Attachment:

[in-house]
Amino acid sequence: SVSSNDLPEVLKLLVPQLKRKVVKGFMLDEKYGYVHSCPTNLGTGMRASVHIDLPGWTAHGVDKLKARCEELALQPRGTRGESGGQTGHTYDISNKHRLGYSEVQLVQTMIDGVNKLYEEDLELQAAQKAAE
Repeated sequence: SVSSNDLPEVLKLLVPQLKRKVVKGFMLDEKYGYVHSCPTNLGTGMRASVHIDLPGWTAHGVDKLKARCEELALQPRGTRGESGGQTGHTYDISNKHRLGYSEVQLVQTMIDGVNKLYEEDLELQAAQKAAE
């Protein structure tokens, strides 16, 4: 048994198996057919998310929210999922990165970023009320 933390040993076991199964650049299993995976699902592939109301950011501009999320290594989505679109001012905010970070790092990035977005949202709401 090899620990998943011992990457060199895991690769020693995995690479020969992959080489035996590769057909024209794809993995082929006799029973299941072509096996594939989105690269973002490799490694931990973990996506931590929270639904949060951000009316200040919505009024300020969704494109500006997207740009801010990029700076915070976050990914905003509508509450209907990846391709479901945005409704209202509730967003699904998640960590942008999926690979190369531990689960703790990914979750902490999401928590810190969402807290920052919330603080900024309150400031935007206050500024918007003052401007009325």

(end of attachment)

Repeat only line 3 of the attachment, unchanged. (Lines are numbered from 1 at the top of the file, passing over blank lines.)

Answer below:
Repeated sequence: SVSSNDLPEVLKLLVPQLKRKVVKGFMLDEKYGYVHSCPTNLGTGMRASVHIDLPGWTAHGVDKLKARCEELALQPRGTRGESGGQTGHTYDISNKHRLGYSEVQLVQTMIDGVNKLYEEDLELQAAQKAAE